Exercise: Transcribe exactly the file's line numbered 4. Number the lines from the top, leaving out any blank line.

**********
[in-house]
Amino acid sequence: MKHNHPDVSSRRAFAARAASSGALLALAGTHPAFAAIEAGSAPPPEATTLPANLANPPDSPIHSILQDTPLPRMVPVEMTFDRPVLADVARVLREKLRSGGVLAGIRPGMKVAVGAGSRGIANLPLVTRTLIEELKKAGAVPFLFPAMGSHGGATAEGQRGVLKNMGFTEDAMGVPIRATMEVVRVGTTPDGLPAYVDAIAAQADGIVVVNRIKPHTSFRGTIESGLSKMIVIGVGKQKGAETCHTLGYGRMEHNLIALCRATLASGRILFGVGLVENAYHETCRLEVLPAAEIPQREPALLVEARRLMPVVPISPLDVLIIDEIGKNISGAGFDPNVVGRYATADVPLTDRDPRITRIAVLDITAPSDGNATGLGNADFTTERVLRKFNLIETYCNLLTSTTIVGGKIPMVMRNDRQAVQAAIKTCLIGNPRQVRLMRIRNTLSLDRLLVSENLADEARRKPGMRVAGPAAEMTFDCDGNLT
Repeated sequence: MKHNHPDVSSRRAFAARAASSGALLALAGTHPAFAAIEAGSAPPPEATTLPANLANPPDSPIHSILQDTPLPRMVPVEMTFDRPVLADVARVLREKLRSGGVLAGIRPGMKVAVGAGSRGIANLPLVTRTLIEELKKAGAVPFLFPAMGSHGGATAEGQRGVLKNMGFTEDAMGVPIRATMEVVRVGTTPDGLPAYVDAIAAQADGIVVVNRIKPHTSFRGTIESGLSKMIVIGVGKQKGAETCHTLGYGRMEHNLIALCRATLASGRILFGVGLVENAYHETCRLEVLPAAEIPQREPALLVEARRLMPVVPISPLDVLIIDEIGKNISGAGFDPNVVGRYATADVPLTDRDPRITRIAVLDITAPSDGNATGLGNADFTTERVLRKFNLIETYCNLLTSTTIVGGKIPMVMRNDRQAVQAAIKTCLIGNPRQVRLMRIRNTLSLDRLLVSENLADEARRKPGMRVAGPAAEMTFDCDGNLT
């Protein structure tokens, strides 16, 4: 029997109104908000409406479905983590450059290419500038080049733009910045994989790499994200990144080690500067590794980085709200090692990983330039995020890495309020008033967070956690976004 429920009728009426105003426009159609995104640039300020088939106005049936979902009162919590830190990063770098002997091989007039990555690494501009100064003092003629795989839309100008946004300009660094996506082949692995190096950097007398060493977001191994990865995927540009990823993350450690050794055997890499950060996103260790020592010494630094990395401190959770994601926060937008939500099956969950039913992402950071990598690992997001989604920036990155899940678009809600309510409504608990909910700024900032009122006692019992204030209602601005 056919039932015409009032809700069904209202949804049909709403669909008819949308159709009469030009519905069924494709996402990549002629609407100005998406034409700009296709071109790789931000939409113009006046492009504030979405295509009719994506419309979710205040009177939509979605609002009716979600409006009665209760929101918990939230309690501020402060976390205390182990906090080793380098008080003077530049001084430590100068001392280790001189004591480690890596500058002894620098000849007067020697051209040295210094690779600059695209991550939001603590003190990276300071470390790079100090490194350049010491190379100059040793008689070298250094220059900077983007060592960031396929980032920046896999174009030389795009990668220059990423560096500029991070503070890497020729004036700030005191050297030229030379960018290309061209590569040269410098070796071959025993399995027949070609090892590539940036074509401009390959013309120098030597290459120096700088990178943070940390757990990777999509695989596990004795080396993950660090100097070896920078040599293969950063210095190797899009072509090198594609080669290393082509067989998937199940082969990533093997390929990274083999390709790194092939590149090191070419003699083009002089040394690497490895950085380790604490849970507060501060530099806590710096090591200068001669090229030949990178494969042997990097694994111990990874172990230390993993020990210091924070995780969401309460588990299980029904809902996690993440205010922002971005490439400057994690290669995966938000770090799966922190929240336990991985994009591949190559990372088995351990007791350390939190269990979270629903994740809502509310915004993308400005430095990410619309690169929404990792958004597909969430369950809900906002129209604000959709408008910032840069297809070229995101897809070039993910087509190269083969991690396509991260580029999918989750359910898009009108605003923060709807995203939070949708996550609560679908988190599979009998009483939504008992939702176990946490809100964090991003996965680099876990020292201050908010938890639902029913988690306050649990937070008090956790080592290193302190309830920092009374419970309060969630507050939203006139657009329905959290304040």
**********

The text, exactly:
């Protein structure tokens, strides 16, 4: 029997109104908000409406479905983590450059290419500038080049733009910045994989790499994200990144080690500067590794980085709200090692990983330039995020890495309020008033967070956690976004 429920009728009426105003426009159609995104640039300020088939106005049936979902009162919590830190990063770098002997091989007039990555690494501009100064003092003629795989839309100008946004300009660094996506082949692995190096950097007398060493977001191994990865995927540009990823993350450690050794055997890499950060996103260790020592010494630094990395401190959770994601926060937008939500099956969950039913992402950071990598690992997001989604920036990155899940678009809600309510409504608990909910700024900032009122006692019992204030209602601005 056919039932015409009032809700069904209202949804049909709403669909008819949308159709009469030009519905069924494709996402990549002629609407100005998406034409700009296709071109790789931000939409113009006046492009504030979405295509009719994506419309979710205040009177939509979605609002009716979600409006009665209760929101918990939230309690501020402060976390205390182990906090080793380098008080003077530049001084430590100068001392280790001189004591480690890596500058002894620098000849007067020697051209040295210094690779600059695209991550939001603590003190990276300071470390790079100090490194350049010491190379100059040793008689070298250094220059900077983007060592960031396929980032920046896999174009030389795009990668220059990423560096500029991070503070890497020729004036700030005191050297030229030379960018290309061209590569040269410098070796071959025993399995027949070609090892590539940036074509401009390959013309120098030597290459120096700088990178943070940390757990990777999509695989596990004795080396993950660090100097070896920078040599293969950063210095190797899009072509090198594609080669290393082509067989998937199940082969990533093997390929990274083999390709790194092939590149090191070419003699083009002089040394690497490895950085380790604490849970507060501060530099806590710096090591200068001669090229030949990178494969042997990097694994111990990874172990230390993993020990210091924070995780969401309460588990299980029904809902996690993440205010922002971005490439400057994690290669995966938000770090799966922190929240336990991985994009591949190559990372088995351990007791350390939190269990979270629903994740809502509310915004993308400005430095990410619309690169929404990792958004597909969430369950809900906002129209604000959709408008910032840069297809070229995101897809070039993910087509190269083969991690396509991260580029999918989750359910898009009108605003923060709807995203939070949708996550609560679908988190599979009998009483939504008992939702176990946490809100964090991003996965680099876990020292201050908010938890639902029913988690306050649990937070008090956790080592290193302190309830920092009374419970309060969630507050939203006139657009329905959290304040």